With the speed at which technology advances today, there’s something reassuring about a concept that remains basically the same as it was a decade ago. So it is with the app version of a Hot or Not website. The original Hot or Not website that debuted in 2000 emerged as a terrific way to kill […]
With the speed at which technology advances today, there’s something reassuring about a concept that remains basically the same as it was a decade ago. So it is with the app version of a Hot or Not website.
The original Hot or Not website that debuted in 2000 emerged as a terrific way to kill time. Users would be shown a set of pictures uploaded by other users that they could rate on a 1 to 10 scale of hotness. As soon as they rated one user they’d get another set of pictures to rate.
Now that Hot or Not! has emerged as an app, it’s basically unchanged from its original web existence 14 years ago save the addition of some optional social networking features. To be clear, I don’t say that pejoratively. Hot or Not! is a concept so simple and perfect that it didn’t need any refinement then, and it still doesn’t today.
The biggest changes to the app’s function come with regard to the rating system. Whereas the old website gave you a ten point scale to rate your fellow users, the Hot or Not! app gives you two choices – hot or not. The cumulative value of all ratings then creates the 1-10 numeric value given to users. So if someone has been rated 100 times and receives 50 “Hot” votes, they have a 5.0 out of 10 rating on the app. This change is useful, as it helps prevent unnecessary over-analysis. Spending more than ten seconds deciding whether someone is really a 7 or an 8 seems sort of silly, and distilling the app to a binary question feels more intuitive.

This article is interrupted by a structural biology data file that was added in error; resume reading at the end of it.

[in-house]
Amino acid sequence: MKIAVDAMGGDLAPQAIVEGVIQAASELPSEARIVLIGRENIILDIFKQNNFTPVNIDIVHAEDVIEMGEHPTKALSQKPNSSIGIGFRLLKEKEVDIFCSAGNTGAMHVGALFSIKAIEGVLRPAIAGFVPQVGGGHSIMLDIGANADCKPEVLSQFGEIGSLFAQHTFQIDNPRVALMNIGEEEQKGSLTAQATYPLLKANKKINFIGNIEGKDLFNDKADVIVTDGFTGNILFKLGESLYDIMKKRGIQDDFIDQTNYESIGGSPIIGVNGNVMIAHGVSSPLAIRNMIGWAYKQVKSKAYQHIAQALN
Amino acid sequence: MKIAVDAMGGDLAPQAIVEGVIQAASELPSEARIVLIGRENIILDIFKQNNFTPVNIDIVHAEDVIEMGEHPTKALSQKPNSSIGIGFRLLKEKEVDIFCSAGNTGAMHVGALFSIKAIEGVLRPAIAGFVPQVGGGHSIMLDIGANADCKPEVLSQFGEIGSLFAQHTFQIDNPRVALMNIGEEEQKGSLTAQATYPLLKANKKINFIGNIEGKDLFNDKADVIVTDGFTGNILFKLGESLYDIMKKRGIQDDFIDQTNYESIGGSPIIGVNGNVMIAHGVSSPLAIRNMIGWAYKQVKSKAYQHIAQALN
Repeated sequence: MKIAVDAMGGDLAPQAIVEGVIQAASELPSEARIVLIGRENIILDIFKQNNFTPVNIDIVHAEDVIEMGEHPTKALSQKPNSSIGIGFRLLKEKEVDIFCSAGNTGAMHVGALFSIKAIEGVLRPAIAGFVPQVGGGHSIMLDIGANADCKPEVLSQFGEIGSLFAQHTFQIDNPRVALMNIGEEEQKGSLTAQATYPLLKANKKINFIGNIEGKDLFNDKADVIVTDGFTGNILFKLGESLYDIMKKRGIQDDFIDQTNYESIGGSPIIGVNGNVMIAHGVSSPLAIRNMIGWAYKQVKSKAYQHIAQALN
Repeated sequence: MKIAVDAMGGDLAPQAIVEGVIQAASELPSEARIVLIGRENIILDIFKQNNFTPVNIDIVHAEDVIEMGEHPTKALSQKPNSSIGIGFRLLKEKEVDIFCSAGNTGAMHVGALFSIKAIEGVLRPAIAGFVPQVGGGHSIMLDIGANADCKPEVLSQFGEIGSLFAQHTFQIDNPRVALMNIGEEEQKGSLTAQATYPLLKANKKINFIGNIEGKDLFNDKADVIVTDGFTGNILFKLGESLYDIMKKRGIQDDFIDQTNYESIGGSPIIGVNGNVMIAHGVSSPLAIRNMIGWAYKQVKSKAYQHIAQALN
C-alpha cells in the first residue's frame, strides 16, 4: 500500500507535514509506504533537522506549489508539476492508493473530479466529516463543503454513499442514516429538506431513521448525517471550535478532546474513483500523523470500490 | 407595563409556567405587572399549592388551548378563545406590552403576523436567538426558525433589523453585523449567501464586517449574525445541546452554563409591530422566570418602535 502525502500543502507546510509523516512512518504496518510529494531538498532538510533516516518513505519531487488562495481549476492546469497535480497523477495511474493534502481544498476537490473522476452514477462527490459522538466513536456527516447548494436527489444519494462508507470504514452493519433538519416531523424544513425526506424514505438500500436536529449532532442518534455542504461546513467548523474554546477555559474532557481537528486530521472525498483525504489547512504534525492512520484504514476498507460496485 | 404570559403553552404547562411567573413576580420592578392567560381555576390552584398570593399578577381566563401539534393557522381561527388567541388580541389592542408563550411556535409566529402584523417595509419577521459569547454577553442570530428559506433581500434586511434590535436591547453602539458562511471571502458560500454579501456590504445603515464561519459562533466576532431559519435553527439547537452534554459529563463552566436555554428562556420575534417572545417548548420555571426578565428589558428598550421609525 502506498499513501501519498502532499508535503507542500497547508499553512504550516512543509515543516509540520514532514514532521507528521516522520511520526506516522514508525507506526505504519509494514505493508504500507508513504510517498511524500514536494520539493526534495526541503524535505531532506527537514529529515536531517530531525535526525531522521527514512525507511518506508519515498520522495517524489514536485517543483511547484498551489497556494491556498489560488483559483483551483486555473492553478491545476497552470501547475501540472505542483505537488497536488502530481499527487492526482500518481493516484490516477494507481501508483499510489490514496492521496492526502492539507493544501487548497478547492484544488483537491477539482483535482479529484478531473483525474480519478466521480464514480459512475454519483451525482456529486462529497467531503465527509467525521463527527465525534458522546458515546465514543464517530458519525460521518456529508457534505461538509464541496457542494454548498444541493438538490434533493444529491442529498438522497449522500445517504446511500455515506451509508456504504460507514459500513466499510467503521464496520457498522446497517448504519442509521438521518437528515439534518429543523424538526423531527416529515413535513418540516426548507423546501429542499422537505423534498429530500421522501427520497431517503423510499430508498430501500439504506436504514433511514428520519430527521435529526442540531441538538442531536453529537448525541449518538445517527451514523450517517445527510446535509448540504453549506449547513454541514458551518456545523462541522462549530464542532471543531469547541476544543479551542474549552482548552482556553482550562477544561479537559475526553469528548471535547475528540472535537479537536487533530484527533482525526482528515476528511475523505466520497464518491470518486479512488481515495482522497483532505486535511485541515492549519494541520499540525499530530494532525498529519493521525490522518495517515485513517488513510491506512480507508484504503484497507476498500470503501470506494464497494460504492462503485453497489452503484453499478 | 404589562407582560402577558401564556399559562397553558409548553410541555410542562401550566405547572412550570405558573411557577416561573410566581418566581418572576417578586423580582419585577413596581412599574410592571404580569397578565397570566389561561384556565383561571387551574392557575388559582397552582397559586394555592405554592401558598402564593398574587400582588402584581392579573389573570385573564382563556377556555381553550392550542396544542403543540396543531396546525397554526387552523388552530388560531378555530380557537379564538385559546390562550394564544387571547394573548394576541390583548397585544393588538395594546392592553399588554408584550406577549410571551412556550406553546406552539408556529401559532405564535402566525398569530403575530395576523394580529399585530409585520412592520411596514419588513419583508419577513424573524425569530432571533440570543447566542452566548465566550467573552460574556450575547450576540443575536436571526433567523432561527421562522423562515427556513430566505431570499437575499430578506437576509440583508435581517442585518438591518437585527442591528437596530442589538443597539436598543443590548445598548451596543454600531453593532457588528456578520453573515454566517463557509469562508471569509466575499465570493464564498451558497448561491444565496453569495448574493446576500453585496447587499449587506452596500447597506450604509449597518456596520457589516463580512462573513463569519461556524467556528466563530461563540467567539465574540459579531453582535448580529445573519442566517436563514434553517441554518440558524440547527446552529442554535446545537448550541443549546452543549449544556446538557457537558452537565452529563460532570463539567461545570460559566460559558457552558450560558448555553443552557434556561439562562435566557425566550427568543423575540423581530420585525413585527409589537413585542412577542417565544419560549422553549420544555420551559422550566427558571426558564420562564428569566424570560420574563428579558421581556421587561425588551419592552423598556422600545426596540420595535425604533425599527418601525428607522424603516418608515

Save that change in rating system, the app works a lot like the old website. Users look at a set of pictures uploaded by another user and say whether they find them attractive. There’s really not much else to it. Much like the website offered in the past, users can choose whether to rate men, women or everyone. A notable filtering feature is the ability to set an age range of people you want to rate. If you’d prefer only to see people in their 30s, or people aged 21 to 25, you can do so. Or at least you can see pictures of people who claim to be those ages.
The design of the app is simple, befitting such an easy to understand concept. It works exactly like you’d expect it to with a few understandable quirks. Users aren’t allowed to rate other users without uploading a picture of their own and if the app’s location services are turned off, the app seems to get hung up on why you’ve decided not to allow location services and stops showing you new photos intermittently.
But the Hot or Not! app also invites you to make a personal connection to users you’ve rated once they’ve also rated you. Users can then enjoy one-on-one chats inside of the app if they’re interested in making a new friend or something more. It’s an interesting twist to the old format, and users can easily embrace or bypass this feature altogether.
Overall, the Hot or Not! app was like meeting up with a familiar friend you haven’t seen in years. Minutes after sitting down you remember exactly what you liked about them and you can enjoy those same things again, and maybe they’ve even picked up a new story or two that you haven’t heard. If you’re looking for a nostalgic trip, a way to kill a few minutes, or even a way to make a new social connection, Hot or Not can do the trick.
This review was brought to you by Instafluence.